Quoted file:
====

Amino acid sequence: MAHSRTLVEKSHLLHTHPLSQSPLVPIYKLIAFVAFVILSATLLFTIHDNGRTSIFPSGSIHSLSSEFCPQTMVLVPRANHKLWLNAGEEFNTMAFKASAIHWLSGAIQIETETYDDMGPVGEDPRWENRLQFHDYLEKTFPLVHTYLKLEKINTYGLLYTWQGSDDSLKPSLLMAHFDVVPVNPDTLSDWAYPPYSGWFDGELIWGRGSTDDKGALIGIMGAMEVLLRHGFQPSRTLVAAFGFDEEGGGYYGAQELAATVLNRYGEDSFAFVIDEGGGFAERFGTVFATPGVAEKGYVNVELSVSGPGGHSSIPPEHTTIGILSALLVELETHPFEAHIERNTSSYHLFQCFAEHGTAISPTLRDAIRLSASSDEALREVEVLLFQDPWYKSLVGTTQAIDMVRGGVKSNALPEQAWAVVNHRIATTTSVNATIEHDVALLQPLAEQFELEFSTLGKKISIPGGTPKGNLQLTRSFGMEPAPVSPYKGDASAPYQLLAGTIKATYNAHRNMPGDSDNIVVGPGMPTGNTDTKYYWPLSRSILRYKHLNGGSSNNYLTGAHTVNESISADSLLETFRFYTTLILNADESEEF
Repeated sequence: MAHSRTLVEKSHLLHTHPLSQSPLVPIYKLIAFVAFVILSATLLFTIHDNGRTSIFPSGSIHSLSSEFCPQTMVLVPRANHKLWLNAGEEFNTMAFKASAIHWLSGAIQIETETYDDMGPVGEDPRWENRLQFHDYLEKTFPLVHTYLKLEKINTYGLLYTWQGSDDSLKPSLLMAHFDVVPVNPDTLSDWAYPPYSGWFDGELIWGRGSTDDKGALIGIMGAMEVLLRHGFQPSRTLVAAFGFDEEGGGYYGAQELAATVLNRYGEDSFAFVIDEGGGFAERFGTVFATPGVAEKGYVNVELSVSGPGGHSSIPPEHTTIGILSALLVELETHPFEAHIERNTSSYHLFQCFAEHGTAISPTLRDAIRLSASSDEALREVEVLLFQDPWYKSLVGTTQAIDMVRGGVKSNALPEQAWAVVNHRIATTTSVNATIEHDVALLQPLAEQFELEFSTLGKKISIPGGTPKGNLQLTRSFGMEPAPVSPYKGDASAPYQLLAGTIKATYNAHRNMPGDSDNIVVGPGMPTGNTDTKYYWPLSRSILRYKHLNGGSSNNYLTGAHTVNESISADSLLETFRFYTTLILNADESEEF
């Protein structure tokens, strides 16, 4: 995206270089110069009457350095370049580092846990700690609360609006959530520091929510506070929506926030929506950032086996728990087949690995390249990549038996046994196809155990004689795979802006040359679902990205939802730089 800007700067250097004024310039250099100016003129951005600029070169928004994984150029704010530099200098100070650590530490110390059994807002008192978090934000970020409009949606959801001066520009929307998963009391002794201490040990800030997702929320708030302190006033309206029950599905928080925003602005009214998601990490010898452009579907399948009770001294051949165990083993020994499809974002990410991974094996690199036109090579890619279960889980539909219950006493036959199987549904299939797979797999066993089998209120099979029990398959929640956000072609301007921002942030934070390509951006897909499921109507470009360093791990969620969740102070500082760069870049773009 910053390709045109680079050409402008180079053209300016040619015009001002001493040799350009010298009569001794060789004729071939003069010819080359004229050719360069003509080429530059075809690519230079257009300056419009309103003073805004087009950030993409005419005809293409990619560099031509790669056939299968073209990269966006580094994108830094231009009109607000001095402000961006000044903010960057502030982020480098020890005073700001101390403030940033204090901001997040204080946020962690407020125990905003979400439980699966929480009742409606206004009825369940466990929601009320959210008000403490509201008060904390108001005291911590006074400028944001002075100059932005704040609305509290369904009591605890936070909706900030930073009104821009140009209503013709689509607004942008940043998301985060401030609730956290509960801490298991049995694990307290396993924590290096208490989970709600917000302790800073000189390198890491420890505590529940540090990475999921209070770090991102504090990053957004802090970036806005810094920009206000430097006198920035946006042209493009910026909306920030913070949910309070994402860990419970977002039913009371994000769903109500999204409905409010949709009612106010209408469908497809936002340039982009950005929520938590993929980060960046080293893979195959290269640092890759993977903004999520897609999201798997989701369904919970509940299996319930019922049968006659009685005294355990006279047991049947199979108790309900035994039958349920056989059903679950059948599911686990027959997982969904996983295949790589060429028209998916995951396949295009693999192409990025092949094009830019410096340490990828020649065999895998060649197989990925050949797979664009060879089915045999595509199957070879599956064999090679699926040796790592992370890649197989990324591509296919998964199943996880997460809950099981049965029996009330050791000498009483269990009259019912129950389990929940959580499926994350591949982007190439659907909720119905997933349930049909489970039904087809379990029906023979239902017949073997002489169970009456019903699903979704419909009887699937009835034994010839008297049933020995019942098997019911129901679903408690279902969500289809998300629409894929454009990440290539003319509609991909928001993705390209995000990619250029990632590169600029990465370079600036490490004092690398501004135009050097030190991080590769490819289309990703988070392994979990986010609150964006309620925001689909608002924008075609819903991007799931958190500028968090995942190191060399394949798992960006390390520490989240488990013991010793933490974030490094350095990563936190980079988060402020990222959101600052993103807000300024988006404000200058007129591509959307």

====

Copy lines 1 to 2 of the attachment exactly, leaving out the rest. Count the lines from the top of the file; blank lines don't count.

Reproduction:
Amino acid sequence: MAHSRTLVEKSHLLHTHPLSQSPLVPIYKLIAFVAFVILSATLLFTIHDNGRTSIFPSGSIHSLSSEFCPQTMVLVPRANHKLWLNAGEEFNTMAFKASAIHWLSGAIQIETETYDDMGPVGEDPRWENRLQFHDYLEKTFPLVHTYLKLEKINTYGLLYTWQGSDDSLKPSLLMAHFDVVPVNPDTLSDWAYPPYSGWFDGELIWGRGSTDDKGALIGIMGAMEVLLRHGFQPSRTLVAAFGFDEEGGGYYGAQELAATVLNRYGEDSFAFVIDEGGGFAERFGTVFATPGVAEKGYVNVELSVSGPGGHSSIPPEHTTIGILSALLVELETHPFEAHIERNTSSYHLFQCFAEHGTAISPTLRDAIRLSASSDEALREVEVLLFQDPWYKSLVGTTQAIDMVRGGVKSNALPEQAWAVVNHRIATTTSVNATIEHDVALLQPLAEQFELEFSTLGKKISIPGGTPKGNLQLTRSFGMEPAPVSPYKGDASAPYQLLAGTIKATYNAHRNMPGDSDNIVVGPGMPTGNTDTKYYWPLSRSILRYKHLNGGSSNNYLTGAHTVNESISADSLLETFRFYTTLILNADESEEF
Repeated sequence: MAHSRTLVEKSHLLHTHPLSQSPLVPIYKLIAFVAFVILSATLLFTIHDNGRTSIFPSGSIHSLSSEFCPQTMVLVPRANHKLWLNAGEEFNTMAFKASAIHWLSGAIQIETETYDDMGPVGEDPRWENRLQFHDYLEKTFPLVHTYLKLEKINTYGLLYTWQGSDDSLKPSLLMAHFDVVPVNPDTLSDWAYPPYSGWFDGELIWGRGSTDDKGALIGIMGAMEVLLRHGFQPSRTLVAAFGFDEEGGGYYGAQELAATVLNRYGEDSFAFVIDEGGGFAERFGTVFATPGVAEKGYVNVELSVSGPGGHSSIPPEHTTIGILSALLVELETHPFEAHIERNTSSYHLFQCFAEHGTAISPTLRDAIRLSASSDEALREVEVLLFQDPWYKSLVGTTQAIDMVRGGVKSNALPEQAWAVVNHRIATTTSVNATIEHDVALLQPLAEQFELEFSTLGKKISIPGGTPKGNLQLTRSFGMEPAPVSPYKGDASAPYQLLAGTIKATYNAHRNMPGDSDNIVVGPGMPTGNTDTKYYWPLSRSILRYKHLNGGSSNNYLTGAHTVNESISADSLLETFRFYTTLILNADESEEF